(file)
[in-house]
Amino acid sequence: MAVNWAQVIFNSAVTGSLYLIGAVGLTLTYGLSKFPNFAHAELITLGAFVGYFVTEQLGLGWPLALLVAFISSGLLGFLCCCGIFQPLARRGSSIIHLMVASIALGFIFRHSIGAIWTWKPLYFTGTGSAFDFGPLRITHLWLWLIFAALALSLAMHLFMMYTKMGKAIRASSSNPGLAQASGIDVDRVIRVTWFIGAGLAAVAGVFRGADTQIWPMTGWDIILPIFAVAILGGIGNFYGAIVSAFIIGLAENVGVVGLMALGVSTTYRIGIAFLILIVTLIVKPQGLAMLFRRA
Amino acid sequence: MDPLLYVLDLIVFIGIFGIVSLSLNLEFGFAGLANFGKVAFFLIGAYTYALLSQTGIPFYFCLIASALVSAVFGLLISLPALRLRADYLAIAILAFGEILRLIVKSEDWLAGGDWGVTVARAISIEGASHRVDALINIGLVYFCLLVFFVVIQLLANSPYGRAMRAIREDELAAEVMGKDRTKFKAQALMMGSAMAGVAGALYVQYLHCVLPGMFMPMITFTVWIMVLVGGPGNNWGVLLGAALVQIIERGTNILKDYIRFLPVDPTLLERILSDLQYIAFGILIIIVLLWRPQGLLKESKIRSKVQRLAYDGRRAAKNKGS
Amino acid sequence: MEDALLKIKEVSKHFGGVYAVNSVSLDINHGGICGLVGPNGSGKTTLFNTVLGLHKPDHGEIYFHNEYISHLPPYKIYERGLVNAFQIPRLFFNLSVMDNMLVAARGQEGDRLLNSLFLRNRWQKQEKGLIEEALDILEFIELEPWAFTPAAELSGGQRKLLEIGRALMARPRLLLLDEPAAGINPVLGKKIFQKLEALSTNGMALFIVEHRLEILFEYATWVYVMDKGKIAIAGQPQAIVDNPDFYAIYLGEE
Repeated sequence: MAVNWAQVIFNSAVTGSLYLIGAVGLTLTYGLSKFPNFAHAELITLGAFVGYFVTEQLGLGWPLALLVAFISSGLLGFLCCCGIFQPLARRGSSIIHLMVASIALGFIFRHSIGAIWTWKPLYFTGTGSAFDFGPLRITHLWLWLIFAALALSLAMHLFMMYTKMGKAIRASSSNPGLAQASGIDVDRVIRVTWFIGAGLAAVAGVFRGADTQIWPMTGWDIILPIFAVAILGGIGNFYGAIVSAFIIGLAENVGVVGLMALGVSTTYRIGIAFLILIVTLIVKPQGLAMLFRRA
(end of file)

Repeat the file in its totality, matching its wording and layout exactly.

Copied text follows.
[in-house]
Amino acid sequence: MAVNWAQVIFNSAVTGSLYLIGAVGLTLTYGLSKFPNFAHAELITLGAFVGYFVTEQLGLGWPLALLVAFISSGLLGFLCCCGIFQPLARRGSSIIHLMVASIALGFIFRHSIGAIWTWKPLYFTGTGSAFDFGPLRITHLWLWLIFAALALSLAMHLFMMYTKMGKAIRASSSNPGLAQASGIDVDRVIRVTWFIGAGLAAVAGVFRGADTQIWPMTGWDIILPIFAVAILGGIGNFYGAIVSAFIIGLAENVGVVGLMALGVSTTYRIGIAFLILIVTLIVKPQGLAMLFRRA
Amino acid sequence: MDPLLYVLDLIVFIGIFGIVSLSLNLEFGFAGLANFGKVAFFLIGAYTYALLSQTGIPFYFCLIASALVSAVFGLLISLPALRLRADYLAIAILAFGEILRLIVKSEDWLAGGDWGVTVARAISIEGASHRVDALINIGLVYFCLLVFFVVIQLLANSPYGRAMRAIREDELAAEVMGKDRTKFKAQALMMGSAMAGVAGALYVQYLHCVLPGMFMPMITFTVWIMVLVGGPGNNWGVLLGAALVQIIERGTNILKDYIRFLPVDPTLLERILSDLQYIAFGILIIIVLLWRPQGLLKESKIRSKVQRLAYDGRRAAKNKGS
Amino acid sequence: MEDALLKIKEVSKHFGGVYAVNSVSLDINHGGICGLVGPNGSGKTTLFNTVLGLHKPDHGEIYFHNEYISHLPPYKIYERGLVNAFQIPRLFFNLSVMDNMLVAARGQEGDRLLNSLFLRNRWQKQEKGLIEEALDILEFIELEPWAFTPAAELSGGQRKLLEIGRALMARPRLLLLDEPAAGINPVLGKKIFQKLEALSTNGMALFIVEHRLEILFEYATWVYVMDKGKIAIAGQPQAIVDNPDFYAIYLGEE
Repeated sequence: MAVNWAQVIFNSAVTGSLYLIGAVGLTLTYGLSKFPNFAHAELITLGAFVGYFVTEQLGLGWPLALLVAFISSGLLGFLCCCGIFQPLARRGSSIIHLMVASIALGFIFRHSIGAIWTWKPLYFTGTGSAFDFGPLRITHLWLWLIFAALALSLAMHLFMMYTKMGKAIRASSSNPGLAQASGIDVDRVIRVTWFIGAGLAAVAGVFRGADTQIWPMTGWDIILPIFAVAILGGIGNFYGAIVSAFIIGLAENVGVVGLMALGVSTTYRIGIAFLILIVTLIVKPQGLAMLFRRA